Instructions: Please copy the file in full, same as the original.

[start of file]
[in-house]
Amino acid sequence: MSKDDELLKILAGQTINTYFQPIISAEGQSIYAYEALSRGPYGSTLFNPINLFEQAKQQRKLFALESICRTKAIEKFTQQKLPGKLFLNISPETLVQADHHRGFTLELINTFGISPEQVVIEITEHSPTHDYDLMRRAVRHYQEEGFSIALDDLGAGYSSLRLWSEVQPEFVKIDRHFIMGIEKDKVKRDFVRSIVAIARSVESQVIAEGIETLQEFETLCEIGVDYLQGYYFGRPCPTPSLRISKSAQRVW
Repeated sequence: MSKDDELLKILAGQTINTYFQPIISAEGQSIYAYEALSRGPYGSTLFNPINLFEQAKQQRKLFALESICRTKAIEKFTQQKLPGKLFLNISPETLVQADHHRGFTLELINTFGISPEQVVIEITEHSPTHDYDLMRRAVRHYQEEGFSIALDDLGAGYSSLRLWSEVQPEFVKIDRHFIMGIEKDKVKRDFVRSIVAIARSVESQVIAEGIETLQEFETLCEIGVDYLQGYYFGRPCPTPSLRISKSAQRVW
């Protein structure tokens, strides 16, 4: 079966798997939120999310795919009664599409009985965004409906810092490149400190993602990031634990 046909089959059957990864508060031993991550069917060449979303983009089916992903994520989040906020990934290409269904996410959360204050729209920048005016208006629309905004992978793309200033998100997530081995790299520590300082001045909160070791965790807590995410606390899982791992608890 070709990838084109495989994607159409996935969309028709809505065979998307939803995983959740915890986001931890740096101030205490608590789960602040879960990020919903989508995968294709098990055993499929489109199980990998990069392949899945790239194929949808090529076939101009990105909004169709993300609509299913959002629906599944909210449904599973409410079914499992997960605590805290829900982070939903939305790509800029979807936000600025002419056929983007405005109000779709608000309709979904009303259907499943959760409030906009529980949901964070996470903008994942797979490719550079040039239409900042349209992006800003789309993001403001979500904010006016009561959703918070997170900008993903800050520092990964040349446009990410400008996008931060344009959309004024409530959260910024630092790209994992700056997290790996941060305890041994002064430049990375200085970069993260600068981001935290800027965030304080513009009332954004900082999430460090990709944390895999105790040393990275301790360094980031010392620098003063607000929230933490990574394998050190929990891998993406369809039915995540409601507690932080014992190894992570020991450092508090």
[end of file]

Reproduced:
[in-house]
Amino acid sequence: MSKDDELLKILAGQTINTYFQPIISAEGQSIYAYEALSRGPYGSTLFNPINLFEQAKQQRKLFALESICRTKAIEKFTQQKLPGKLFLNISPETLVQADHHRGFTLELINTFGISPEQVVIEITEHSPTHDYDLMRRAVRHYQEEGFSIALDDLGAGYSSLRLWSEVQPEFVKIDRHFIMGIEKDKVKRDFVRSIVAIARSVESQVIAEGIETLQEFETLCEIGVDYLQGYYFGRPCPTPSLRISKSAQRVW
Repeated sequence: MSKDDELLKILAGQTINTYFQPIISAEGQSIYAYEALSRGPYGSTLFNPINLFEQAKQQRKLFALESICRTKAIEKFTQQKLPGKLFLNISPETLVQADHHRGFTLELINTFGISPEQVVIEITEHSPTHDYDLMRRAVRHYQEEGFSIALDDLGAGYSSLRLWSEVQPEFVKIDRHFIMGIEKDKVKRDFVRSIVAIARSVESQVIAEGIETLQEFETLCEIGVDYLQGYYFGRPCPTPSLRISKSAQRVW
């Protein structure tokens, strides 16, 4: 079966798997939120999310795919009664599409009985965004409906810092490149400190993602990031634990 046909089959059957990864508060031993991550069917060449979303983009089916992903994520989040906020990934290409269904996410959360204050729209920048005016208006629309905004992978793309200033998100997530081995790299520590300082001045909160070791965790807590995410606390899982791992608890 070709990838084109495989994607159409996935969309028709809505065979998307939803995983959740915890986001931890740096101030205490608590789960602040879960990020919903989508995968294709098990055993499929489109199980990998990069392949899945790239194929949808090529076939101009990105909004169709993300609509299913959002629906599944909210449904599973409410079914499992997960605590805290829900982070939903939305790509800029979807936000600025002419056929983007405005109000779709608000309709979904009303259907499943959760409030906009529980949901964070996470903008994942797979490719550079040039239409900042349209992006800003789309993001403001979500904010006016009561959703918070997170900008993903800050520092990964040349446009990410400008996008931060344009959309004024409530959260910024630092790209994992700056997290790996941060305890041994002064430049990375200085970069993260600068981001935290800027965030304080513009009332954004900082999430460090990709944390895999105790040393990275301790360094980031010392620098003063607000929230933490990574394998050190929990891998993406369809039915995540409601507690932080014992190894992570020991450092508090």